From Tiger Island to test the camp for E4’s Shipwrecked to luxury Rarotonga in the Cook Islands
GLIDING across the azure seas on a speedboat, I feel like I could be in a scene from James Bond – except there is no five-star resort at my destination . . . or stunning model waiting to whisk me away.
Instead, I’m bobbing toward the tiny isle of Rapota in the South Pacific, with barely a fire pit and hanging bag for a shower in the way of creature comforts.
It’s taken me 26 hours and three flights to arrive in this paradise — where I’ll embrace the elements and spend a night on Tiger Island to get a taste of the Shipwrecked experience.
The E4 reality TV show returns tomorrow, after seven years away, with young castaways splitting into the Sharks and Tigers tribes to battle it out.
As I step off the boat and on to the rickety pontoon, I spy a small camp in the distance and am relieved to see a wooden canopy for our sleeping quarters already built. I won’t have to call on my Boy Scout training just yet, as our shelter for the night is ready and waiting.
It’s a far cry from the bare sand that awaited contestants in the previous incarnation of the show, where they had to make their own camp from scratch.
But this year’s crop won’t have to go primal or spend five months under the scorching sun, either. Bosses have cropped the show to seven weeks in a bid to keep up with reality rival Love Island.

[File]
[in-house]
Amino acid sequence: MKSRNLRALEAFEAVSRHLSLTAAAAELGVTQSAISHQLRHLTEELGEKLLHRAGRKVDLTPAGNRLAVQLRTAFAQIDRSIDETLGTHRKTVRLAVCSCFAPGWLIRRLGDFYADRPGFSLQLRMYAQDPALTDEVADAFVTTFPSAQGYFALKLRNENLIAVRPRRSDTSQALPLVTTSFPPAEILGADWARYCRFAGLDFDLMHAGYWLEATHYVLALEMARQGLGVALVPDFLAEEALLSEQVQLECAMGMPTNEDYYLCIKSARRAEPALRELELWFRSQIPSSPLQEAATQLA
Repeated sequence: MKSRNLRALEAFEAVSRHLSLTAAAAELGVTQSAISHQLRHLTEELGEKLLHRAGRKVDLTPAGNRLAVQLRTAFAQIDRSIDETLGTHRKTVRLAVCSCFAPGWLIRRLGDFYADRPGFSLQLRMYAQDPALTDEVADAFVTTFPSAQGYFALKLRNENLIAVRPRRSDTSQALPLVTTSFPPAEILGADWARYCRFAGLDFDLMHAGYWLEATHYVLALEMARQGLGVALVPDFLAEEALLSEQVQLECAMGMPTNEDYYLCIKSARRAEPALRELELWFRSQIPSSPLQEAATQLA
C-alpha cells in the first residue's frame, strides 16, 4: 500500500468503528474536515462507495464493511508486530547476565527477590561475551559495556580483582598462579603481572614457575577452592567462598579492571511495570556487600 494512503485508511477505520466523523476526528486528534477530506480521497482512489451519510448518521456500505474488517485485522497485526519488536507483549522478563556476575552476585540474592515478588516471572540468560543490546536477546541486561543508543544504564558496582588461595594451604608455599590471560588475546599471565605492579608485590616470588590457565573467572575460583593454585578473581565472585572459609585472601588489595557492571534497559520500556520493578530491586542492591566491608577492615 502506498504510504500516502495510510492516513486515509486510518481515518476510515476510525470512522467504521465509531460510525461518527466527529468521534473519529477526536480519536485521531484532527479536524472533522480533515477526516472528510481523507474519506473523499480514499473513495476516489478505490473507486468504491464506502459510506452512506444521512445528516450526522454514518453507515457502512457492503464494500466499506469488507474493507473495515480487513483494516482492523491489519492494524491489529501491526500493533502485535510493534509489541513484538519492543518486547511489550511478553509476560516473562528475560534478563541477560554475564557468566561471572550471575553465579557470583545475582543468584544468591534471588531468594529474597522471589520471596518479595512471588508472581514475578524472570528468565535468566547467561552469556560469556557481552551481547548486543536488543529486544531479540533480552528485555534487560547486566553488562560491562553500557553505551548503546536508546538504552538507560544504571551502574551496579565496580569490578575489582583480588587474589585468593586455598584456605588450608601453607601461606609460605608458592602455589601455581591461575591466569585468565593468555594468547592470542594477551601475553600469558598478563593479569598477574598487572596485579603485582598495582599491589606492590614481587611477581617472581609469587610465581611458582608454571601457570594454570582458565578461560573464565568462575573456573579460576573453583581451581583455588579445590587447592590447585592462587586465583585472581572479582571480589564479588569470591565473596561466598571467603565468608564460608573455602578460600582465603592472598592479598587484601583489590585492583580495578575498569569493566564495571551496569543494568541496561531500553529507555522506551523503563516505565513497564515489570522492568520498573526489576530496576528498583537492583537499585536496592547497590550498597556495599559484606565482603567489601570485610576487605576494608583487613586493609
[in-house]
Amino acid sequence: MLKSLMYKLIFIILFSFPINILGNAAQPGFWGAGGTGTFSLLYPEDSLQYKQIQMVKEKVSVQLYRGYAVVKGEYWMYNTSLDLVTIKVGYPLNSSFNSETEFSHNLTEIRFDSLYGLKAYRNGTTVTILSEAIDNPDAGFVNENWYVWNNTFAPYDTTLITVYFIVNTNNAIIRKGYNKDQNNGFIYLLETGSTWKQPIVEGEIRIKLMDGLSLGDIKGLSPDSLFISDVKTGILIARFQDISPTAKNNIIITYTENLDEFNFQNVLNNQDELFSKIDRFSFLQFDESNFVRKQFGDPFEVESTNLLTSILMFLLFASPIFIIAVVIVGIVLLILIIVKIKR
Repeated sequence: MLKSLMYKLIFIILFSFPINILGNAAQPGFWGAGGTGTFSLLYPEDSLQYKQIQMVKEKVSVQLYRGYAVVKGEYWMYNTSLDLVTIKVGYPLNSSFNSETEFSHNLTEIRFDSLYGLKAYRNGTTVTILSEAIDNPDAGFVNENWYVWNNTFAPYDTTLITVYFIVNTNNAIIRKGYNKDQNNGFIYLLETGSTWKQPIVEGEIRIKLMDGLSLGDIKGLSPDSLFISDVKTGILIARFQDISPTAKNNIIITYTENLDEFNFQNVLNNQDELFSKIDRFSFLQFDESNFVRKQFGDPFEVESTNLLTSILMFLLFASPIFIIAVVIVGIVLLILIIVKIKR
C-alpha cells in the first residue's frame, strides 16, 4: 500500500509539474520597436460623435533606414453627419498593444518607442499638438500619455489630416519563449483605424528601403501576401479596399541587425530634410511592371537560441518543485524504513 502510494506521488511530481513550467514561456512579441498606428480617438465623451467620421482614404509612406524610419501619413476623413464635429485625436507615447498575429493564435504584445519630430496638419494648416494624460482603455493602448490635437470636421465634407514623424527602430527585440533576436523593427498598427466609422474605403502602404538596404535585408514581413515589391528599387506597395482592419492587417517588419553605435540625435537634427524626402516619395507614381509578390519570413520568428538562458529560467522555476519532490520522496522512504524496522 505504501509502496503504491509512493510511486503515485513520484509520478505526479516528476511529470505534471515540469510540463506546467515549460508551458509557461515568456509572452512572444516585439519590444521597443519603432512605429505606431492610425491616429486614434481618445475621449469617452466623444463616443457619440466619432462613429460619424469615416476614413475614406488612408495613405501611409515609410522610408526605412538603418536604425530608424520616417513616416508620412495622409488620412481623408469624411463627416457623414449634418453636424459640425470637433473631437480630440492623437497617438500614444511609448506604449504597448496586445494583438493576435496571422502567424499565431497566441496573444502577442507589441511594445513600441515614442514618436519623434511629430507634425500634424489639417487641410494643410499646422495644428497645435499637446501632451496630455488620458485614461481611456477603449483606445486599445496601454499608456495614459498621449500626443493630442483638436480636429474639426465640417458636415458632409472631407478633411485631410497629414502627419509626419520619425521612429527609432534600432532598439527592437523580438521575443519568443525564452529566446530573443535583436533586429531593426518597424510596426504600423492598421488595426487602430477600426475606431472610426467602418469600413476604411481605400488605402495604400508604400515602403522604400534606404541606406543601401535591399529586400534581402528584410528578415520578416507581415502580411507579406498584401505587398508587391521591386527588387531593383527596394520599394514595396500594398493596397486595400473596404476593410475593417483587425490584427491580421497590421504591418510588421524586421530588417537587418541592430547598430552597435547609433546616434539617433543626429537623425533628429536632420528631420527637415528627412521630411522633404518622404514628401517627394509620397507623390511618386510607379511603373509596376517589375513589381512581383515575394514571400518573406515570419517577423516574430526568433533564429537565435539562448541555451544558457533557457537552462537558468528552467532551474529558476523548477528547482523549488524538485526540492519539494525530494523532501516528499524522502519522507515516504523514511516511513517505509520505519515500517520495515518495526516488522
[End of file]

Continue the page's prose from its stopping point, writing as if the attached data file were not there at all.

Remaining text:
But if I thought the next 24 hours would be a doddle, I’m in for a shock.
I might not be fashioning roofs from bamboo trees but I’m going to have to get to grips with building a fire if I want to eat tonight.
The show’s location medic and all-round survival expert, David “Os” Osbourne, runs us through some basic fire-building for the night and we settle into camp.
Three of us have come to Tiger Island to test-drive the camp before the TV contestants arrive — but it feels more like it’s testing us.
We struggle to get the fire started and Os jumps in to give us a hand so we don’t go to bed hungry.
As we wash our pots and pans in seawater, we lose the vital hook with which to hang the pans above the fire and, with a hammer, have to make one out of a nail if we want to eat our delicious dessert of rice-pudding.
It’s tricks like this that contestants will have to get to grips with.
As we shiver amid snow and freezing temperatures, many of us will be dreaming of sunnier climes.
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As the sun sets and the stars come out, it becomes clear to me why TV bosses chose this remote location.
The night sky is mesmerising.
We chat and laugh around the fire, as slowly the prospect of a night sleeping on a wood floor with just a thin yoga mat for a bed begins to dawn on us.
I endure a night of tossing and turning — but waking in the morning in front of the rolling waves makes it all worthwhile.
After a quick paddle in the sea, I hear the hum of our speedboat in the distance, arriving to pick us up and return us to base camp. I can’t wait to sleep on a proper bed again — and luckily I’ve got a night of pure luxury ahead before I make the long journey back to Blighty.
The Little Polynesian resort, on the Cook Islands’ main island, Rarotonga, is just the tonic to cure my aching back and tired eyes.
I’m staying in an individual house right on the beach and the outdoor shower is just perfect for cooling off after soaking up the sun.
But there’s no time to laze around on the beach — as I’ve got a snorkelling trip booked.